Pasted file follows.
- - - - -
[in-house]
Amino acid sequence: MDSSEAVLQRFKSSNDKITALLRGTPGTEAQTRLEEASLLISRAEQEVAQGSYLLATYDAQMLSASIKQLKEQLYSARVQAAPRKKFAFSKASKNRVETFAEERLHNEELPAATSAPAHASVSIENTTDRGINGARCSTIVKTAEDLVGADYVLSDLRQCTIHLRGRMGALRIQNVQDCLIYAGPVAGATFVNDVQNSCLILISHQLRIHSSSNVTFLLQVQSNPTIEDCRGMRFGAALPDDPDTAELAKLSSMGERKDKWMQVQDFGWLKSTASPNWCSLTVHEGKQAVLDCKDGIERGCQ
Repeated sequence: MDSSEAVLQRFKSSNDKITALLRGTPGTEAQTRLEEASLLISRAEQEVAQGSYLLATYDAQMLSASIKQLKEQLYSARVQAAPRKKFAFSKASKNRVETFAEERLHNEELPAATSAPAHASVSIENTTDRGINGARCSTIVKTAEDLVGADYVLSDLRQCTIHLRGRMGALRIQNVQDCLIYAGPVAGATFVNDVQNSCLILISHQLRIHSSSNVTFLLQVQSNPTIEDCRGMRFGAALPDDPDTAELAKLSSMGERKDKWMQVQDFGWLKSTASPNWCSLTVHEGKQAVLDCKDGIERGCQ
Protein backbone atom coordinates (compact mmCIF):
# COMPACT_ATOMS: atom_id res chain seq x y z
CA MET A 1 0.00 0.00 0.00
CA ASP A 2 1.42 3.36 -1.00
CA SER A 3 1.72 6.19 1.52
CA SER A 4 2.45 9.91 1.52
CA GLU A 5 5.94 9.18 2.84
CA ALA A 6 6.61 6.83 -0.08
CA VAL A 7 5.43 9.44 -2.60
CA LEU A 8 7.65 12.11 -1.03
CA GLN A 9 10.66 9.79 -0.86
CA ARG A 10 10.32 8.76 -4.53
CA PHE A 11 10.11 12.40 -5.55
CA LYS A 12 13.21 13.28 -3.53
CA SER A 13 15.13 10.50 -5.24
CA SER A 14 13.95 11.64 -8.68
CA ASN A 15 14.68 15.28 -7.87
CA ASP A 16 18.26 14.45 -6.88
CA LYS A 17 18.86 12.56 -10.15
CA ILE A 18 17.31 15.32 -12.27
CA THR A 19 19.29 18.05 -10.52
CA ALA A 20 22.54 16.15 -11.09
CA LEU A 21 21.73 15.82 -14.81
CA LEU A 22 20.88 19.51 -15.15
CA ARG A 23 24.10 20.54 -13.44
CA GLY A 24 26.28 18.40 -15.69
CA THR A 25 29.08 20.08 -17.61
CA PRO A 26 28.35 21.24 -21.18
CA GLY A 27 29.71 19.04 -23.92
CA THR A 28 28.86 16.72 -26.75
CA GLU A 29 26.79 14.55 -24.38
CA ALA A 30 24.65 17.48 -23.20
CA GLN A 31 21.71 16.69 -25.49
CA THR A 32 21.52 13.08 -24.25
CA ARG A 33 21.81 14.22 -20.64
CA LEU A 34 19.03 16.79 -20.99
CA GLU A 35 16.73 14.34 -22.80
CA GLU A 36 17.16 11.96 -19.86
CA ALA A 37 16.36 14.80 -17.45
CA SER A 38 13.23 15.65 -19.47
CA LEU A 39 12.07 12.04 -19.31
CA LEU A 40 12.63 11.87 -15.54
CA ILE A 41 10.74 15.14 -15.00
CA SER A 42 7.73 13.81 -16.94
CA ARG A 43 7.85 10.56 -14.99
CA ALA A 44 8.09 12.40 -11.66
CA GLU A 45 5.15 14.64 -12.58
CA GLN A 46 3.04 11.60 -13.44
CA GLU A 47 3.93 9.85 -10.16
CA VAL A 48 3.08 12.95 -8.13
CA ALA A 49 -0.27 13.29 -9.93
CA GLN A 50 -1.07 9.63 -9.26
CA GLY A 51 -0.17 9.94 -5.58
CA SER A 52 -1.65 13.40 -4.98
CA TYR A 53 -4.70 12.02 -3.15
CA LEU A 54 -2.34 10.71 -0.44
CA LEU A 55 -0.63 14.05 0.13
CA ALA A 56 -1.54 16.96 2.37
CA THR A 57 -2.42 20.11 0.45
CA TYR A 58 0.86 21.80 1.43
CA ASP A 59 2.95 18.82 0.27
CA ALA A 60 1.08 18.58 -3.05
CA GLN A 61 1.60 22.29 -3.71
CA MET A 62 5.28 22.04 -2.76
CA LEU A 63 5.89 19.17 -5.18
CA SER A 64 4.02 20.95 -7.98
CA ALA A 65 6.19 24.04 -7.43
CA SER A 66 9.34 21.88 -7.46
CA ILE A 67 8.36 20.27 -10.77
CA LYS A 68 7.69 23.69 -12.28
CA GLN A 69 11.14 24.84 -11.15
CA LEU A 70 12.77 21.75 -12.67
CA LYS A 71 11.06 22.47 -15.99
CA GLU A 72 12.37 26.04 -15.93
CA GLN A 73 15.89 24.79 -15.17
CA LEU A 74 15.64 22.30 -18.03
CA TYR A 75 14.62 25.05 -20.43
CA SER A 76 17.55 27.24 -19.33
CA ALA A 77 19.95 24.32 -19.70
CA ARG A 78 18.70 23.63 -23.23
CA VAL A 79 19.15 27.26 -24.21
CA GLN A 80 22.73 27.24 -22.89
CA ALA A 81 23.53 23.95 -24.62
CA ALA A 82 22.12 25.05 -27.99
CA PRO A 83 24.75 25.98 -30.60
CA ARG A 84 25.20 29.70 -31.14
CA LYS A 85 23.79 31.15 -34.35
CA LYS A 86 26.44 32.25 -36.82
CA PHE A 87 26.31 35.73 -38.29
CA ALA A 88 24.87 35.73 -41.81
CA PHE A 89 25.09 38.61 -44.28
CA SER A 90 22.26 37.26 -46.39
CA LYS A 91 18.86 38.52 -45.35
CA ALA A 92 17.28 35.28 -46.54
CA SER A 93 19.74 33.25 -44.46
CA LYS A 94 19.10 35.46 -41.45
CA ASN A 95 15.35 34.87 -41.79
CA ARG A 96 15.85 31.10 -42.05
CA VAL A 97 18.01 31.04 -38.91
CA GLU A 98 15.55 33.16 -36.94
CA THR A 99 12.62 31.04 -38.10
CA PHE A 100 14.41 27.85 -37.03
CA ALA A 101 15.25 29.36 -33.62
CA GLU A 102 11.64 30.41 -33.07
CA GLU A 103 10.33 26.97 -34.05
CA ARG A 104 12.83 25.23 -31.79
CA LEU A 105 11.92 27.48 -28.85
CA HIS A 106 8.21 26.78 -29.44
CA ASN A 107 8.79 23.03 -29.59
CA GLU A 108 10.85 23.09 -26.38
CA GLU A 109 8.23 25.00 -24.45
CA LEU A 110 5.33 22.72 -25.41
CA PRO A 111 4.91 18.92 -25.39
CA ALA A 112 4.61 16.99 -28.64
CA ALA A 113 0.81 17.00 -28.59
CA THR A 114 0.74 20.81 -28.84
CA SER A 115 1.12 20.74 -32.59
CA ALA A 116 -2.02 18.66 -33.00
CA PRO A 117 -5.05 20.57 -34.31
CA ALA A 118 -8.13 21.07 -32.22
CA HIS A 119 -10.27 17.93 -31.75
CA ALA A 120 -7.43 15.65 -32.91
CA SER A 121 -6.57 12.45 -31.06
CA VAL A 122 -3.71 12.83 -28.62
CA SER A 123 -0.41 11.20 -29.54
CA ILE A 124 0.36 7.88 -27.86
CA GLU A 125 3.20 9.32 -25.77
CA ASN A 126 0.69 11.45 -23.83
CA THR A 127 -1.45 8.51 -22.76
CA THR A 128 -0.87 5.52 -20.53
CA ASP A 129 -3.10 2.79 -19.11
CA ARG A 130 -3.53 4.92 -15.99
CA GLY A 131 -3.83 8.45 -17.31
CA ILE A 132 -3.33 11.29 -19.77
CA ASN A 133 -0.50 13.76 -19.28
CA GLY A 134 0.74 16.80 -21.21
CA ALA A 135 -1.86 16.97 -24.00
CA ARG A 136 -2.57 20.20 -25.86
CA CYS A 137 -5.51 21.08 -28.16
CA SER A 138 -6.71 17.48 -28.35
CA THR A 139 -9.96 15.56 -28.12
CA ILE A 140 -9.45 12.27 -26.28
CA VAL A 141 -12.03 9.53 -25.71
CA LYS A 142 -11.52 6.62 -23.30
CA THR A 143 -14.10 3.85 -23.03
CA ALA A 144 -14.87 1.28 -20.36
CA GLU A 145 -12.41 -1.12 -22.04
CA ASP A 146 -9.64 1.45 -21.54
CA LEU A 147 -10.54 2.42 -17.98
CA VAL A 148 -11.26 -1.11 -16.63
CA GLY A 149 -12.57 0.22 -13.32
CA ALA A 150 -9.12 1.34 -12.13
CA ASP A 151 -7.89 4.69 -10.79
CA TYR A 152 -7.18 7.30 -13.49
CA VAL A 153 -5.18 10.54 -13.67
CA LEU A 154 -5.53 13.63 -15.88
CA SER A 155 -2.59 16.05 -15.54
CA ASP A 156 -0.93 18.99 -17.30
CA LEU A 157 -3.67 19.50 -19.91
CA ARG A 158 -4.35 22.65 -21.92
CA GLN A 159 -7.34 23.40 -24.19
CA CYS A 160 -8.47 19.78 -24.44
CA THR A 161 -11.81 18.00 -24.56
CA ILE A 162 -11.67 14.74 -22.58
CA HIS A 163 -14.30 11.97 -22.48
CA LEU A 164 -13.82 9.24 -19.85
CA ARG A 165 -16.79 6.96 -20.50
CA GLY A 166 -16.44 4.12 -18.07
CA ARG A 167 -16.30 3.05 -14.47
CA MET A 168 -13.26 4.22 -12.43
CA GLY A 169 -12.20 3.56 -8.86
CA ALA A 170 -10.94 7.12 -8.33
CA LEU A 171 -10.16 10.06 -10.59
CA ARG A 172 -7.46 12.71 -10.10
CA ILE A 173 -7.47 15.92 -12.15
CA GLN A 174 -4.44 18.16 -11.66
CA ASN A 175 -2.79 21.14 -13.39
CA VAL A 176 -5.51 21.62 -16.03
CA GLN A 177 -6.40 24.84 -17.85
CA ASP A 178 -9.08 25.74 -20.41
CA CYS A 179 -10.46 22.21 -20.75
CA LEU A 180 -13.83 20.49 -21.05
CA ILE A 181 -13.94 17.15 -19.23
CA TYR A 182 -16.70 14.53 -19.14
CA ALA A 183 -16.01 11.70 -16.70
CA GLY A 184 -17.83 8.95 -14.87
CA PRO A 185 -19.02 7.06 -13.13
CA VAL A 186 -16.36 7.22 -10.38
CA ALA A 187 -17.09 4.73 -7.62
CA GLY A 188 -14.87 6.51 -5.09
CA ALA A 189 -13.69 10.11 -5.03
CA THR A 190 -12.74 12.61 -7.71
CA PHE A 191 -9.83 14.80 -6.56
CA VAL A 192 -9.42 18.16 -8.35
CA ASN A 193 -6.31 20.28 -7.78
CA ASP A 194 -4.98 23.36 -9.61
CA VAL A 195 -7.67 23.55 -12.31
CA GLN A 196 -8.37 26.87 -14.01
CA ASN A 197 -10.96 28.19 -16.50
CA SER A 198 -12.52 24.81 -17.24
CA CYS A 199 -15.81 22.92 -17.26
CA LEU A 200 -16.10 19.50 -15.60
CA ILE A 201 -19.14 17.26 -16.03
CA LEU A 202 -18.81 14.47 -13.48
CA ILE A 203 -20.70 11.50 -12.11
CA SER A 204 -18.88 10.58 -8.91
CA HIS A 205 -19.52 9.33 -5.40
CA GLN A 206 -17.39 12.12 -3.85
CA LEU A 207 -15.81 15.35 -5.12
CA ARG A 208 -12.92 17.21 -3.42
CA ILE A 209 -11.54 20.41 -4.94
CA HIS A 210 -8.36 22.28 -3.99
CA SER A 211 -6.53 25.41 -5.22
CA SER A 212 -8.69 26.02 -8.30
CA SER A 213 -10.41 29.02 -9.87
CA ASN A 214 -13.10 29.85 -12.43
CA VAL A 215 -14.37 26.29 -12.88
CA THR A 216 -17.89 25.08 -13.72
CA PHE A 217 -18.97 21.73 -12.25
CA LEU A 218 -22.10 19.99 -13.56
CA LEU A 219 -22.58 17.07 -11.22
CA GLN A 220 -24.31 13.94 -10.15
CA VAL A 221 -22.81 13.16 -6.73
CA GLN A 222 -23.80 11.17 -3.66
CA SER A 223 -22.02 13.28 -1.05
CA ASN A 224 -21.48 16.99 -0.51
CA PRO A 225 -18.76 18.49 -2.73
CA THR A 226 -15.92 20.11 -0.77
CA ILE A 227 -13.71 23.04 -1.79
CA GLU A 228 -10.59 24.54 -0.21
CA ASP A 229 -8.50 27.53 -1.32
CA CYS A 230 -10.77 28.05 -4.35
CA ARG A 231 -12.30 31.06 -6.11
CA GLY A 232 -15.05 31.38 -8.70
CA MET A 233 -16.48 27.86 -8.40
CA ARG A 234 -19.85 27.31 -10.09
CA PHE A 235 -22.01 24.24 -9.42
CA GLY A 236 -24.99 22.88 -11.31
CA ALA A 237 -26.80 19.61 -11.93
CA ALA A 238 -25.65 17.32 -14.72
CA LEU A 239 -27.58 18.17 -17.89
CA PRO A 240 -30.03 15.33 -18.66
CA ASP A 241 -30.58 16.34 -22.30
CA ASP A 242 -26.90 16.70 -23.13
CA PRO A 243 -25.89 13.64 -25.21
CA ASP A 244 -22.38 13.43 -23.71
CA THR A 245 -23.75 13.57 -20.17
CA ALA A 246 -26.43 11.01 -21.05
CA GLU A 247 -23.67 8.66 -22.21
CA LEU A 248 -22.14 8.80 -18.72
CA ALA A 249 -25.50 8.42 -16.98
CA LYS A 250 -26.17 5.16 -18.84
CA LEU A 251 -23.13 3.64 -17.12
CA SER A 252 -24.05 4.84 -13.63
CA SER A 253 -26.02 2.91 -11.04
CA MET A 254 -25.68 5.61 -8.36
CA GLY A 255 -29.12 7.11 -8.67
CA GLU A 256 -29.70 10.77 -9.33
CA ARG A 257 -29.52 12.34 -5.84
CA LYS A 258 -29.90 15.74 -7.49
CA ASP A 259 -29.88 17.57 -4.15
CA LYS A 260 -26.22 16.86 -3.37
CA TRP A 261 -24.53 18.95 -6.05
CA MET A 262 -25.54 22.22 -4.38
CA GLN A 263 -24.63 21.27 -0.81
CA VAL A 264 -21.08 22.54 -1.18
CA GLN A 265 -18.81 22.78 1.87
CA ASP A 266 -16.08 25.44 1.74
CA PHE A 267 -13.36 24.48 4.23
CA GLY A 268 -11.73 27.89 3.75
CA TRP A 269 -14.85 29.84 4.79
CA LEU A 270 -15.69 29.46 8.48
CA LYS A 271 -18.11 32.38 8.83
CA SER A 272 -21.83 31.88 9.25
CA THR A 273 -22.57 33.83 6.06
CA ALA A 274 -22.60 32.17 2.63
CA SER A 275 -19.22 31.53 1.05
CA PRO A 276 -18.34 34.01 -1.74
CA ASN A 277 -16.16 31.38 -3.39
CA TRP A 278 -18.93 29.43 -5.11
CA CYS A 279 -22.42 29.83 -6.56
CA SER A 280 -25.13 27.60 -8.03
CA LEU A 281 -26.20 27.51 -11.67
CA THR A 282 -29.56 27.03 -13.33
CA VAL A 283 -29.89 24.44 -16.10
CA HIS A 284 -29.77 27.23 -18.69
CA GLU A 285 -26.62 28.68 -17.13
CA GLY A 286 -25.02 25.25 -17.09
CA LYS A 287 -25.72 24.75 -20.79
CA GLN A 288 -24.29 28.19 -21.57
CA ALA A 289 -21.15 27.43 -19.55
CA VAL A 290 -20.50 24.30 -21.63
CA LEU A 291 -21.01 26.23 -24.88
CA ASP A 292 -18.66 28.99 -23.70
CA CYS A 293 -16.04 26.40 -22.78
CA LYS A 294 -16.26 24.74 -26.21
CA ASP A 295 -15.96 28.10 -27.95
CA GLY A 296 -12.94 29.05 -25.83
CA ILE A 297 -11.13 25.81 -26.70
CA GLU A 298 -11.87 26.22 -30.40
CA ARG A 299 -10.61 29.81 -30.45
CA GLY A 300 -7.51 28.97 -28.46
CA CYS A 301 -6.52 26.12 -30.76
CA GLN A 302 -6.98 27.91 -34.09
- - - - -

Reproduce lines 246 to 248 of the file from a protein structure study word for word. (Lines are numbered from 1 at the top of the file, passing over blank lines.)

CA ASP A 241 -30.58 16.34 -22.30
CA ASP A 242 -26.90 16.70 -23.13
CA PRO A 243 -25.89 13.64 -25.21